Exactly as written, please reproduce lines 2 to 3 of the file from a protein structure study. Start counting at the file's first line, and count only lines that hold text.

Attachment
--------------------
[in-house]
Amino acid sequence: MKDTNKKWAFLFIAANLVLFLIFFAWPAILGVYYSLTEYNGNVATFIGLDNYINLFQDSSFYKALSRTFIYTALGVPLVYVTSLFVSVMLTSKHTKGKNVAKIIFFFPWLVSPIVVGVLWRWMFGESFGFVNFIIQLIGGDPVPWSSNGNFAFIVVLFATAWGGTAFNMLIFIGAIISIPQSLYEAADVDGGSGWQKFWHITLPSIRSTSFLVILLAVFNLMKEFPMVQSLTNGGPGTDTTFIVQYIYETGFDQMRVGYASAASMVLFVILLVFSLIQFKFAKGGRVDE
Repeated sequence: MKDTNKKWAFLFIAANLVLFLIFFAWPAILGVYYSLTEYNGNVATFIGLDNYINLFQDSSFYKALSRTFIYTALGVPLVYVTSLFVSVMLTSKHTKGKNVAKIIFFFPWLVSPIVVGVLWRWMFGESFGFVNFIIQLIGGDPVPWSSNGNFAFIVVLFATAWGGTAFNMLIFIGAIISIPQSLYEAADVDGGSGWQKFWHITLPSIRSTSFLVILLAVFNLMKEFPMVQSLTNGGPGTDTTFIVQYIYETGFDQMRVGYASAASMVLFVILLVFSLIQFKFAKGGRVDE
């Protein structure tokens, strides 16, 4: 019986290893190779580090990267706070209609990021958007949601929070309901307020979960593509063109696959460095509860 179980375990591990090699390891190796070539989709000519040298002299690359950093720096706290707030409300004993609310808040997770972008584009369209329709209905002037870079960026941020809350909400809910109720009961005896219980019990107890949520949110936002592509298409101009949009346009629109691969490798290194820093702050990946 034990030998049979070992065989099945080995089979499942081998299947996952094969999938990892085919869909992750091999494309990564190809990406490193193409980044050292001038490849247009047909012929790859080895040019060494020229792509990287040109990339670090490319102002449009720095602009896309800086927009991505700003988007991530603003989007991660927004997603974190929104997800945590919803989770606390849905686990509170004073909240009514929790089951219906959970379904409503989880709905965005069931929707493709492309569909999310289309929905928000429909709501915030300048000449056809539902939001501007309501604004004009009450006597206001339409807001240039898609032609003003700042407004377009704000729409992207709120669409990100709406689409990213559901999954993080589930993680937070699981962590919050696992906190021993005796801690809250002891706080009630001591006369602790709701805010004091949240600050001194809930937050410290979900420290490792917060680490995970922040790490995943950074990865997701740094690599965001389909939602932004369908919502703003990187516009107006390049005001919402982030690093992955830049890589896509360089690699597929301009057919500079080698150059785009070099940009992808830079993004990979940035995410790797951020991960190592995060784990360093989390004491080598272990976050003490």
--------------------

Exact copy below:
Amino acid sequence: MKDTNKKWAFLFIAANLVLFLIFFAWPAILGVYYSLTEYNGNVATFIGLDNYINLFQDSSFYKALSRTFIYTALGVPLVYVTSLFVSVMLTSKHTKGKNVAKIIFFFPWLVSPIVVGVLWRWMFGESFGFVNFIIQLIGGDPVPWSSNGNFAFIVVLFATAWGGTAFNMLIFIGAIISIPQSLYEAADVDGGSGWQKFWHITLPSIRSTSFLVILLAVFNLMKEFPMVQSLTNGGPGTDTTFIVQYIYETGFDQMRVGYASAASMVLFVILLVFSLIQFKFAKGGRVDE
Repeated sequence: MKDTNKKWAFLFIAANLVLFLIFFAWPAILGVYYSLTEYNGNVATFIGLDNYINLFQDSSFYKALSRTFIYTALGVPLVYVTSLFVSVMLTSKHTKGKNVAKIIFFFPWLVSPIVVGVLWRWMFGESFGFVNFIIQLIGGDPVPWSSNGNFAFIVVLFATAWGGTAFNMLIFIGAIISIPQSLYEAADVDGGSGWQKFWHITLPSIRSTSFLVILLAVFNLMKEFPMVQSLTNGGPGTDTTFIVQYIYETGFDQMRVGYASAASMVLFVILLVFSLIQFKFAKGGRVDE